Sunday, January 26, 2014

On Income Inequality - What Is a "Fair" Maximum Tax?

Income...And Wealth...Inequality
President Obama's latest State of the Union speech is upcoming (a bit of a tired constitutional requirement in the modern era, but still an important speech) and it is widely believed that one of the central themes of his speech will be about rising income inequality in the United States.  Liberal commentators have been all over this theme of late, especially with the outright gluttony on display at the Davos conference last week (essentially that conference has devolved into rich people talking about being rich.)

One of the big pieces of data that has been repeated over and over again is that the 85 richest individuals in the world have as much wealth as the bottom half of the world population.  While this story is slightly misplaced in the context of an income inequality discussion - income and wealth are two related but distinct concepts - it is certainly a jarring reminder of how the other half lives.

In the United States, income inequality looks like this (all figures are adjusted for inflation):
The 20th percentile in the US have household incomes averaging $20.3K per year, essentially flat to 20 years ago (up 0%)
The 50th percentile have household incomes averaging $50K, also essentially flat to 20 years ago (up 3%)
The 80th percentile have household incomes averaging $101.6K, up 11% from 20 years ago
The 95th percentile have household incomes average $186K, up 20% from 20 years ago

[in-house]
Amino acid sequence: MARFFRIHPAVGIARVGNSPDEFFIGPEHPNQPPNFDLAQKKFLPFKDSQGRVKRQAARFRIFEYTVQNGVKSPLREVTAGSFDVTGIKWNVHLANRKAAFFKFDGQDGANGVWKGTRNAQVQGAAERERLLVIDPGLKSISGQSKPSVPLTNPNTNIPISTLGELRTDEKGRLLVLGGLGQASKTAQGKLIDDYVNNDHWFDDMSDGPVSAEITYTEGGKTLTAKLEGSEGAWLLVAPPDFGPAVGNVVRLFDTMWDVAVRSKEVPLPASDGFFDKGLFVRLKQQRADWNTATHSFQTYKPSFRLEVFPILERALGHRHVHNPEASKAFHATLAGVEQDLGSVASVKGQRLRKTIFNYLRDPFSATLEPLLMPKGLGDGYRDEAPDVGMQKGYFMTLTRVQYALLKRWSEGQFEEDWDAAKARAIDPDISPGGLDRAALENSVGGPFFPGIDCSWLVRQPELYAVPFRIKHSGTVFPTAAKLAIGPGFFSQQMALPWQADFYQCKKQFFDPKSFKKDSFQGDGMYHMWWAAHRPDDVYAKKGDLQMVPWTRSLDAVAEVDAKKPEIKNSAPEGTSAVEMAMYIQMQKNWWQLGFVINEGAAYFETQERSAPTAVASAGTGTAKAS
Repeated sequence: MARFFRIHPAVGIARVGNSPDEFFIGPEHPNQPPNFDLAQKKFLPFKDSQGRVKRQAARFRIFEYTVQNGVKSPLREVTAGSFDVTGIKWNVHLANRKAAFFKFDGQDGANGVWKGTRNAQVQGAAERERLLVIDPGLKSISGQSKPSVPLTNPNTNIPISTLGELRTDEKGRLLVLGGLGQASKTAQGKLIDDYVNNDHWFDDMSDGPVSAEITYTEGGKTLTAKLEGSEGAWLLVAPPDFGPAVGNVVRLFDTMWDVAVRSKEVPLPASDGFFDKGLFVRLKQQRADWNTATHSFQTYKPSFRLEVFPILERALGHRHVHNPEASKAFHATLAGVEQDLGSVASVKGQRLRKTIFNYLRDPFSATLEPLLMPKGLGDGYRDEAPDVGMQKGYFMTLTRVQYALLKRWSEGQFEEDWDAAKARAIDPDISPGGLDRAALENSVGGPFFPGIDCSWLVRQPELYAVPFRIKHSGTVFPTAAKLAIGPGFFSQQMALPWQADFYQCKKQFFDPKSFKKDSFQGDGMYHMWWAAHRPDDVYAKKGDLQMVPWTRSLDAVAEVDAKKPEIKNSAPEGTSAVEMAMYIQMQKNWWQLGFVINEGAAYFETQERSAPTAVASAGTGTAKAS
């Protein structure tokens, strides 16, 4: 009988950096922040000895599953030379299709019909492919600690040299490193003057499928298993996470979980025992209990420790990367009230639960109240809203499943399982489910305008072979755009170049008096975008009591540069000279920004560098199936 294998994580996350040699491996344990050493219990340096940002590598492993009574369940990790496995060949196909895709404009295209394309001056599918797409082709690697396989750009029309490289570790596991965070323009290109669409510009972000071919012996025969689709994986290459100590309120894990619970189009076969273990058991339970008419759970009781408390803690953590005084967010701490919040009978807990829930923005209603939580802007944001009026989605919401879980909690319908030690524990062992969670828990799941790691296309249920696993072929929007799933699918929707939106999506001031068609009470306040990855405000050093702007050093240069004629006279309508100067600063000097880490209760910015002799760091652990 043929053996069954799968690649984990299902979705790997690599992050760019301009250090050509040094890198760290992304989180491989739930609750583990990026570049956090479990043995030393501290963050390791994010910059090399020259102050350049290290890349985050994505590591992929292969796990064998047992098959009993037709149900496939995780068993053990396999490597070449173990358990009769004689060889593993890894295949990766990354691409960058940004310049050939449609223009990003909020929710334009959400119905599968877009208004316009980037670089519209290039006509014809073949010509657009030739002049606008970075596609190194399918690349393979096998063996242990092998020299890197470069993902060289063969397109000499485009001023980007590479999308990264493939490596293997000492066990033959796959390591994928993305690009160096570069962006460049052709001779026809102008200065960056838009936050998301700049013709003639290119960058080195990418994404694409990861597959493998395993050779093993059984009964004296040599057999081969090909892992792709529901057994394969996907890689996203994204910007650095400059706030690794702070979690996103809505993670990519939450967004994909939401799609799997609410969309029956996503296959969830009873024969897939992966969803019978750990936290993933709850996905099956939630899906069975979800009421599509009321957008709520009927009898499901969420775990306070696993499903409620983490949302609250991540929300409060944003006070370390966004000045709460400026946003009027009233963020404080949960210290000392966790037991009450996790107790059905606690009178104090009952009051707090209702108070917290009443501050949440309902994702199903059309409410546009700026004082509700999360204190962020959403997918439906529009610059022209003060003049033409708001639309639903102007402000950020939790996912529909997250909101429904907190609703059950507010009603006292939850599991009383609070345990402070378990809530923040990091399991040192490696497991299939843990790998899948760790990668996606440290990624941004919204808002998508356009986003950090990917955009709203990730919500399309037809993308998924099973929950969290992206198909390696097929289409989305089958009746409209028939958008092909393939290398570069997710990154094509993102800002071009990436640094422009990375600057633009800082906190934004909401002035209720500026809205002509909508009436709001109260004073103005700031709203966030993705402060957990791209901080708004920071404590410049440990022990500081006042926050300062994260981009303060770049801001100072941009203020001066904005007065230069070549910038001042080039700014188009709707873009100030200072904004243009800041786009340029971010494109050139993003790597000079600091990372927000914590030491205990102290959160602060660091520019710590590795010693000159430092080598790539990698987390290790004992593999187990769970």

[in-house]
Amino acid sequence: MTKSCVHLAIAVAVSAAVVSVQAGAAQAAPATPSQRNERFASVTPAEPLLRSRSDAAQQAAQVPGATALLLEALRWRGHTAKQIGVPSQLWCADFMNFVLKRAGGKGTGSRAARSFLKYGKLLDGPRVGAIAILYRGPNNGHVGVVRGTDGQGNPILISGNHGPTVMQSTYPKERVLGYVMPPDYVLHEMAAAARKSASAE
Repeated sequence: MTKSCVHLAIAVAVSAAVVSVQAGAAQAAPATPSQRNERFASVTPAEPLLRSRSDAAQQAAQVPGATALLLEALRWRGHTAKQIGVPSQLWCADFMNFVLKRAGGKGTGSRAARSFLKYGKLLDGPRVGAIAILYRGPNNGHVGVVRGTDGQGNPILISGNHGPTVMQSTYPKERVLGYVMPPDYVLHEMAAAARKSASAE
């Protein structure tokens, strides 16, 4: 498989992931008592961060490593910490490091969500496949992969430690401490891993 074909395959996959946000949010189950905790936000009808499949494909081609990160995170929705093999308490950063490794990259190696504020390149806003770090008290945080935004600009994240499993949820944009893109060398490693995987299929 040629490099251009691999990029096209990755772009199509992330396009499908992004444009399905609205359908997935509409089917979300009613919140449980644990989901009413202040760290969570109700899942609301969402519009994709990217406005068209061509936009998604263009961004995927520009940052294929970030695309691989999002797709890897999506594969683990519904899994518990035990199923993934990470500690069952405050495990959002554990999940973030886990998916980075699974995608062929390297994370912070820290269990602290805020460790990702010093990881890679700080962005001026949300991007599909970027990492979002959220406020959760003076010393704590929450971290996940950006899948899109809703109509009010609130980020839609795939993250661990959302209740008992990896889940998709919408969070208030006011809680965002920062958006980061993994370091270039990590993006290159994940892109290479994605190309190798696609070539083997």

So, essentially 80 percent of the population has about the same income level that it did 20 years ago, whereas the further up the chain you go, the more you have benefitted from the past 20 years.

A couple of very big caveats to these numbers.  Measures of income exclude social benefits received from the government such as food stamps.  They also exclude the impact of changes in tax policy.

However, in many ways social benefits have become less generous in the past 20 years (welfare reform in the 1990s, for instance) and tax policy has become a little more friendly to the top of the house (Clinton-era reductions in capital gains taxes and the components of the Bush tax cuts that were extended by Obama), so if anything, these numbers probably understate how much the problem has grown.

So should we care?  One could make an argument that in a free-market system, by definition you have winners and losers.

Major league income inequality, however, is socially destabilizing.  In addition to the potential moral aspects of having a rich country with a lot of poor people, it is a political mess when the majority doesn't control much of the wealth - it leads to all kinds of punitive actions by governments and it leads to a lot of social unrest from people who feel excluded from the system.  A large, vibrant middle class is therefore the key to maintaining a stable economy and stable democracy.

So, what are the good and the bad solutions to this problem, if, in fact, you agree with me that it is a problem.

Good Solution - Reward Work
Solutions which encourage participation in the economy are always my first choice for solving the issue.  Those include hiking the minimum wage (which now seems to be gaining momentum, but regular readers know I have been talking about for years) and supporting and expanded the Earned Income Tax Credit, which is essentially a federal subsidy for those working at low incomes.

Bad Solution - Redistribute Wealth
Redistribution can be politically appealing.  And I'm certainly not saying that the rich shouldn't pay more taxes than the poor - they can afford to after all.  But simply transferring money creates class warfare and creates poor economic incentives - the poor aren't encouraged to work and the rich aren't encouraged to innovate.  While I've supported some tax hikes on the rich in the past, the top marginal rates on earned income are getting scary.  In California, the top tax rate is 12.3%.  Combined with a top federal rate of 39.6%, the Medicare Tax of 2.4% and the Obamacare tax of 0.9%, top earners in California pay a top rate of 55.2%.  Taking more than half of the money someone earns is getting to a dangerous level.